"Venerable Brothers in the Episcopate,
Distinguished Ladies and Gentlemen
1. I am pleased to extend my cordial greetings to you, dear Members of the Pontifical Academy for Life, who have gathered for your third general assembly. I especially thank the President, Prof. Juan de Dios Vial Correa, for the friendly words he has just addressed to me on behalf of you all.
I know that some of you, ordinary members, are present for the first time, since you have only recently been appointed. Likewise the corresponding members, who are taking part in this meeting for the first time, also serve in the life of the Academy as a valuable link with society. I extend my welcome to all, receiving you as a distinguished community of intellectuals at the service of life.
First of all I would like to express my satisfaction with the activity that the Academy has carried out in this short period since its foundation: I would like especially to stress the valuable works that have already been published as a commentary on the Encyclical Evangelium vitae, and the active collaboration offered to the various dicasteries for courses and study conventions on the contents of both the Encyclical and other pronouncements by the Magisterium in the delicate area of life.
2. The theme that You chose for this assembly--"Identity and Status of the Human Embryo"--with the approach of the 10th anniversary of the Instruction Donum vitae, published on 22 February 1987, is also in line with your commitment and today has a particular cultural and political relevance.
In fact, it is first of all a question of reaffirming that "the human being is to be respected and treated as a person from the moment of conception, and therefore from that same moment his rights as a person must be recognized, among which in the first place is the inviolable right of every innocent human to life" (Donum vitae, I, 1). Such statements, solemnly restated in the Encyclical Evangelium vitae, are entrusted to the conscience of humanity and are increasingly accented even in the areas of scientific and philosophical research.
Appropriately during these days you have tried to clarify further the misunderstandings in the modern cultural context stemming from preconceptions of a philosophical and epistemological nature which cast doubt on the very foundations of knowledge, especially in the field of moral values. In fact the truth about the human person must be freed from every possible exploitation, reductionism or ideology, in order to guarantee full and scrupulous respect for the dignity of every human being from the first moments of his existence.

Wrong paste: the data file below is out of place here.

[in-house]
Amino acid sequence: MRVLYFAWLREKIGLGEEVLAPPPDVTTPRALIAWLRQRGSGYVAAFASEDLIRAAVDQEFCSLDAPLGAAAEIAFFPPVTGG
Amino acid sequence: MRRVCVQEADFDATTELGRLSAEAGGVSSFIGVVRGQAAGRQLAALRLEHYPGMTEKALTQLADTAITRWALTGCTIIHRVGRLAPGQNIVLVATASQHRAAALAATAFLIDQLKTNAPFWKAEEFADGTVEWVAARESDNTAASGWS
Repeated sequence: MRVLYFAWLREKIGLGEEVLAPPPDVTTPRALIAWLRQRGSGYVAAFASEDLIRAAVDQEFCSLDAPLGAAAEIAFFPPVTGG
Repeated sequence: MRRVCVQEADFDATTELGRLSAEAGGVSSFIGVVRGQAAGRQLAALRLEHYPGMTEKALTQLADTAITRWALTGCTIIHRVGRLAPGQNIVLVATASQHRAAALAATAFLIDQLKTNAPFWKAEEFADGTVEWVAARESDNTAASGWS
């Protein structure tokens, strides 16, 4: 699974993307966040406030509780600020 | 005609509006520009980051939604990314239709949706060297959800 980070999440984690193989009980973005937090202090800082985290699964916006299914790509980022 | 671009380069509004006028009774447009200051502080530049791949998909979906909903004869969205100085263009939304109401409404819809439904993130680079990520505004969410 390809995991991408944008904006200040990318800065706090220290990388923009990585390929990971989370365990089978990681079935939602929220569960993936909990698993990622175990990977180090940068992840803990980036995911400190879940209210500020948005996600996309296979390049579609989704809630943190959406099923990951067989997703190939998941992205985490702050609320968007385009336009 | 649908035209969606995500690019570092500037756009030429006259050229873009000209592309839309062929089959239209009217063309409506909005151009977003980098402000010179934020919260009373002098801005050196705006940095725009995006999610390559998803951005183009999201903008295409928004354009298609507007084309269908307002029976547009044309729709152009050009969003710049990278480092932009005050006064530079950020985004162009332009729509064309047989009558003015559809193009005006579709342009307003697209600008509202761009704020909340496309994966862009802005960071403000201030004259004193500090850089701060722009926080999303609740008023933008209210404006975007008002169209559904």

3. How can we fail to recognize that our age is unfortunately witnessing an unprecedented and almost unimaginable massacre of innocent human beings, which many States have legally endorsed? How many times has the Church's voice, raised in defence of these human beings,
gone unheard! And how many times, unfortunately, from other parts has what is an aberrant crime against the most defenceless of human beings been presented as a right and sign of civilization!
But the historic and pressing moment has come to take a decisive step for civilization and the authentic welfare of peoples: the necessary step to reclaim the full human dignity and the right to life of every human being from the first instant of life and throughout the whole prenatal stage. This objective, to restore human dignity to prenatal life, demands a joint and unbiased effort of interdisciplinary reflection, together with an indispensable renewal of law and politics.
When this journey has begun, it will mark the beginning of a new stage of civilization for future humanity, the humanity of the third millennium.
4. Distinguished ladies and gentlemen, it is quite clear how important is the responsibility of intellectuals in their task of conducting research in this field. It is a matter of restoring legal protection to specific areas of human existence, first and foremost that of prenatal life.
On this restoration, which is the victory of truth, the moral good and rights, depends the success of the defense of human life in its other more fragile moments such as its final phase illness and handicap. Nor should it be forgotten that the preservation of peace and even the protection of the environment presuppose by logical coherence the respect and defence of life from the very first moment until its natural end.
5. The Pontifical Academy for Life, which I sincerely thank for the service it is rendering to life, has the duty of contributing to a deeper awareness of the value of this basic good, especially through dialogue with experts in the biomedical, legal and moral sciences. To achieve this goal, the work of your study and research community will have to rely on an intense life ad intra, characterized by exchange and multidisciplinary scholarly collaboration. It will thus be able to offer ad extra, in the world of culture and society, beneficial encouragement and worthwhile contributions for an authentic renewal of society.
Distinguished ladies and gentlemen, the generous beginning of your activity reassures us in this hope. I wish here to encourage you to continue on the path you have taken, in memory of the praiseworthy insight of your first President, Prof. Lejeune, that valiant and tireless defender of human life.
The Church today feels the historical need to protect life for the good of man and of civilization. I am convinced that future generations will be grateful to her for having so firmly opposed the many manifestations of the culture of death and every form of disregard for human life.
May God bless your every effort and may the Blessed Virgin, the Mother of Christ, the Way, the Truth and the Life, make your research fruitful. In testimony to the interest with which I follow your activity, I willingly impart a special Apostolic Blessing to you all."